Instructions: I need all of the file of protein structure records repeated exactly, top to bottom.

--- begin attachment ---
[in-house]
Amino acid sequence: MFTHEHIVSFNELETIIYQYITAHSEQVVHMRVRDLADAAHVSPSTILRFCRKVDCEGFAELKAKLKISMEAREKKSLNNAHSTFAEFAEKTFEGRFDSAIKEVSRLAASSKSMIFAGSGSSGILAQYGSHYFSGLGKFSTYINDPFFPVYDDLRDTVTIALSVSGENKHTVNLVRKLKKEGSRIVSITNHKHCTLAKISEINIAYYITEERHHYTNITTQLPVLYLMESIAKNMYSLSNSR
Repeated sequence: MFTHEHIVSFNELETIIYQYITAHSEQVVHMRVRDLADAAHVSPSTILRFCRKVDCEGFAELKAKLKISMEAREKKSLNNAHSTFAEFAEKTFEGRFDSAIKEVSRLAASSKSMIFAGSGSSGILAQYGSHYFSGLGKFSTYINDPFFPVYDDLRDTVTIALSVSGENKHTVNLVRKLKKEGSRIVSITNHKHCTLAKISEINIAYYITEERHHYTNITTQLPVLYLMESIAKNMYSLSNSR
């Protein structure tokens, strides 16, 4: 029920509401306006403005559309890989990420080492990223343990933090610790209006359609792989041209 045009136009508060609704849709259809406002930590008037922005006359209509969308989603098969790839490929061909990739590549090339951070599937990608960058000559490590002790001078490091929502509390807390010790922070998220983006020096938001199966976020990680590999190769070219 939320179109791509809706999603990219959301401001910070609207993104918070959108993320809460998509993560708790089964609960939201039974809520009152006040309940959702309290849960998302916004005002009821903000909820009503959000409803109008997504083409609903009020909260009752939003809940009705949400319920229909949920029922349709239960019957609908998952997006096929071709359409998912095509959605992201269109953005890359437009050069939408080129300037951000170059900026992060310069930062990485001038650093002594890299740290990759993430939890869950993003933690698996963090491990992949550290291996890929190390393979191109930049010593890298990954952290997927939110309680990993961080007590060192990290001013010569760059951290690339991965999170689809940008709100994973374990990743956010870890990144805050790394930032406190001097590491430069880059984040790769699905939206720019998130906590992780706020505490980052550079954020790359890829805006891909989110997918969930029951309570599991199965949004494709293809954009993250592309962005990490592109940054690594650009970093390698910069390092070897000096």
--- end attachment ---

[in-house]
Amino acid sequence: MFTHEHIVSFNELETIIYQYITAHSEQVVHMRVRDLADAAHVSPSTILRFCRKVDCEGFAELKAKLKISMEAREKKSLNNAHSTFAEFAEKTFEGRFDSAIKEVSRLAASSKSMIFAGSGSSGILAQYGSHYFSGLGKFSTYINDPFFPVYDDLRDTVTIALSVSGENKHTVNLVRKLKKEGSRIVSITNHKHCTLAKISEINIAYYITEERHHYTNITTQLPVLYLMESIAKNMYSLSNSR
Repeated sequence: MFTHEHIVSFNELETIIYQYITAHSEQVVHMRVRDLADAAHVSPSTILRFCRKVDCEGFAELKAKLKISMEAREKKSLNNAHSTFAEFAEKTFEGRFDSAIKEVSRLAASSKSMIFAGSGSSGILAQYGSHYFSGLGKFSTYINDPFFPVYDDLRDTVTIALSVSGENKHTVNLVRKLKKEGSRIVSITNHKHCTLAKISEINIAYYITEERHHYTNITTQLPVLYLMESIAKNMYSLSNSR
């Protein structure tokens, strides 16, 4: 029920509401306006403005559309890989990420080492990223343990933090610790209006359609792989041209 045009136009508060609704849709259809406002930590008037922005006359209509969308989603098969790839490929061909990739590549090339951070599937990608960058000559490590002790001078490091929502509390807390010790922070998220983006020096938001199966976020990680590999190769070219 939320179109791509809706999603990219959301401001910070609207993104918070959108993320809460998509993560708790089964609960939201039974809520009152006040309940959702309290849960998302916004005002009821903000909820009503959000409803109008997504083409609903009020909260009752939003809940009705949400319920229909949920029922349709239960019957609908998952997006096929071709359409998912095509959605992201269109953005890359437009050069939408080129300037951000170059900026992060310069930062990485001038650093002594890299740290990759993430939890869950993003933690698996963090491990992949550290291996890929190390393979191109930049010593890298990954952290997927939110309680990993961080007590060192990290001013010569760059951290690339991965999170689809940008709100994973374990990743956010870890990144805050790394930032406190001097590491430069880059984040790769699905939206720019998130906590992780706020505490980052550079954020790359890829805006891909989110997918969930029951309570599991199965949004494709293809954009993250592309962005990490592109940054690594650009970093390698910069390092070897000096």